Inadequate insurance offered to care homes means that for hundreds of businesses allowing families to cuddle their relatives is not only a health risk but a financial liability.
Despite the news of a vaccine, which gave hope to millions across the UK yesterday, many care homes say they will refuse to allow visits unless they get more protection against Covid-related insurance claims.
Care Forum Wales, which represents nearly 500 providers, warned that many UK care homes may choose to bar outsiders until Covid-19 is no longer a threat, rather than risk being taken to court by bereaved relatives.
Bob Underhill, 84, and his wife Patricia, 82, suffering from Alzheimer’s, kiss at last after weeks of lockdown, December 2, at Chiswick Nursing Centre, west London
Care Forum Wales chairman Mario Kreft said it is ‘vital’ that care homes are given indemnity from being sued over outbreaks, as is the case with the NHS.
He warned a lack of proper insurance cover could see some homes technically break the law by staying open.
Mr Kreft said: ‘It could make them liable to massive and ruinous damages claims if the courts rule against them.
‘Some may well opt to shut down and mothball their services rather than risk being put out of business by catastrophically high legal costs.’
He said the UK and devolved governments must grant indemnity to social care providers for Covid-related damages.
Resident Theresa Snelling hugs her daughter Serena as they are allowed to visit with physical contact for the first time at The Chiswick Nursing Centre, December 2
The moment 90-year-old Audrey rose from her chair to embrace her daughter Shelly at Kepplegate Care Home in Poulton-le-Fylde, Lancashire, today
Mr Kreft added: ‘The NHS was given indemnity when the pandemic struck, so it is only right and proper that social care is given the same protection as a matter of urgency.
‘Our care homes and domiciliary care organisations are on the front line just like the NHS.’
Providers say they’ve been hung out to dry because insurance companies introduced new clauses in April which excluded care homes and domiciliary care companies.
The fear is that care homes may be sued if a visitor were to bring in Covid-19, resulting in an outbreak which cost lives.
Caroline Abrahams, Charity Director at Age UK said: ‘Throughout the pandemic care home companies have been warning that without an indemnity from the Government, like that which they have already given to the NHS, it will be too risky for them to allow indoor visiting for as long as COVID-19 remains a threat.
‘The Government has recently pledged that everyone will be able to visit a loved one in a care home by Christmas, but without an indemnity being granted to care homes it’s hard to see how that promise can possibly be met.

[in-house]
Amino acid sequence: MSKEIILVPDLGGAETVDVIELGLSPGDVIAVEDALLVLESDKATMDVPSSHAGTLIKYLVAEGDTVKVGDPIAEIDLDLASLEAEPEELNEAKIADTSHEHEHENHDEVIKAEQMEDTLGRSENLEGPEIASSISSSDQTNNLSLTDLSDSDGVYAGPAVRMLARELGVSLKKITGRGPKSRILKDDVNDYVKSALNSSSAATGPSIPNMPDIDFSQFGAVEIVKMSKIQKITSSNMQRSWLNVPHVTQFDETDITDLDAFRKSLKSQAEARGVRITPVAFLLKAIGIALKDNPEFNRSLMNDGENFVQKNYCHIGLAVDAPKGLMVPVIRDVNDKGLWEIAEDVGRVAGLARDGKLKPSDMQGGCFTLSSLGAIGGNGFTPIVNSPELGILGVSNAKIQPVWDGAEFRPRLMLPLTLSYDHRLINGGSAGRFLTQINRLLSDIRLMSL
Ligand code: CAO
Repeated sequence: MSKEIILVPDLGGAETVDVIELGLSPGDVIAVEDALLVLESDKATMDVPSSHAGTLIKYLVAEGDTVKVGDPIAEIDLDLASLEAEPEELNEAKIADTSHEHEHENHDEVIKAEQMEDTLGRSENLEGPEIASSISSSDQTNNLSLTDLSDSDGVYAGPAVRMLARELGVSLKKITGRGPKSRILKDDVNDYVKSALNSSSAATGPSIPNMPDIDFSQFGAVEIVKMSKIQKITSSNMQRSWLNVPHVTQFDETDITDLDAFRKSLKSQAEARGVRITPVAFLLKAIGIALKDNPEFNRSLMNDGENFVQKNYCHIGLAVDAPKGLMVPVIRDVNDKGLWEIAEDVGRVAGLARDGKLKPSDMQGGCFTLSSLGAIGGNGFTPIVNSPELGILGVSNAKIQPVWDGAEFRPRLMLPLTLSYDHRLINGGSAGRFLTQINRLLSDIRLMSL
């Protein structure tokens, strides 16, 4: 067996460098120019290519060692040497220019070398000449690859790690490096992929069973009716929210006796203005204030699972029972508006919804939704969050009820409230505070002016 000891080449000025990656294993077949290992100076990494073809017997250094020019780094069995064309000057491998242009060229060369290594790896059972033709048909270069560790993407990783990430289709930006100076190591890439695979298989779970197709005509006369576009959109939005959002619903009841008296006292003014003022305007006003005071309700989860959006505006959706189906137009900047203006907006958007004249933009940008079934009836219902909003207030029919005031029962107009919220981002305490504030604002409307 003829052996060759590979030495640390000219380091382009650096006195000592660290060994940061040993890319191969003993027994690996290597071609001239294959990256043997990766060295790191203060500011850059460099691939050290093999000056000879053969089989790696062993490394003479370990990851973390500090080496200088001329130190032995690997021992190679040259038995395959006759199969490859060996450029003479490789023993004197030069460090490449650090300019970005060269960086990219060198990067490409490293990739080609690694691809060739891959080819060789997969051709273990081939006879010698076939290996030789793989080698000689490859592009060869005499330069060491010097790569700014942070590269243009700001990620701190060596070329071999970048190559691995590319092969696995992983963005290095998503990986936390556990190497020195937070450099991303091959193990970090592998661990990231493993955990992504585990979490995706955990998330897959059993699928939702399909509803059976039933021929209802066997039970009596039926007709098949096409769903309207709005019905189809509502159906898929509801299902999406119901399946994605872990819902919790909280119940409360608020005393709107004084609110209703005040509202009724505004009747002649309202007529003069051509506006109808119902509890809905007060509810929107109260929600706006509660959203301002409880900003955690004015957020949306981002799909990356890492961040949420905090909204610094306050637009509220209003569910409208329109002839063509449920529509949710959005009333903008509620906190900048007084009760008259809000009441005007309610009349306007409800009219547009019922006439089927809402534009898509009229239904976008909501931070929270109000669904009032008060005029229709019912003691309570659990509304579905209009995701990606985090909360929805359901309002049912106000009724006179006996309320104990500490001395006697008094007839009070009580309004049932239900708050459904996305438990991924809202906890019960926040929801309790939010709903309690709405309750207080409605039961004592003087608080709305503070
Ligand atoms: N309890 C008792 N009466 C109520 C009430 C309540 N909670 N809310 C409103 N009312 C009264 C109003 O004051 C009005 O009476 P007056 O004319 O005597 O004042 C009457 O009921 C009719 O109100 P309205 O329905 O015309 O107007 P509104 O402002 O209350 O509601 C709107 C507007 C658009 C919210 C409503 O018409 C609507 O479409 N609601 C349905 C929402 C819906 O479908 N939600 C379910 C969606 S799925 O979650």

‘Many older people in care homes and their families are desperate to be reunited after an achingly long time so we hope the Government will act quickly and give care homes the financial back-up they say they need to allow visiting to start up again everywhere.’
Sanjiv Joshi, managing director of the Caron Group, which manages 14 care homes across South and Mid Wales, said visitors would be ‘an uninsured risk’.
Bob after meeting with his wife Patricia, who has been unable to have physical contact with her husband due to Covid restrictions, at The Chiswick Nursing Centre, today
The reunion was able to happen after new 30-minute coronavirus tests
Even if care homes were allowed to continue operating, a Covid-related insurance claim ‘could mean curtains’ for the owners.
Mr Joshi said: ‘We can understand an insurer excluding Covid because it’s such a large risk and unquantifiable.
‘They can’t be signing blank cheques, so this is where government needs to step in.’
He added: ‘The one thing that causes care home bosses sleepless nights’ is the unreliability of Covid testing.’
Officially patients can be discharged from hospital based on one negative result, but many care homes are insisting on two negatives to be on the safe side.
Care homes lacking Covid cover could be said to be breaching their contractual requirements and be closed down by councils.
It’s estimated that two thirds of care homes which renewed their policies since the start of the pandemic are now not covered for any claims arising from coronavirus.
At the same time insurance premiums have rocketed – some have more than doubled.
Glyn Williams, who runs Gwyddfor Care Home in Bodedern, Anglesey, with wife Mary, said: ‘Our premiums this year have gone up by between 50 and 70 per cent, so we’re paying a lot more for a lot less.
‘It’s being brought into sharp focus because Christmas is fast-approaching.
‘Families will naturally want to visit their loved ones but providers won’t want to open their doors if they haven’t got insurance and adequate testing.’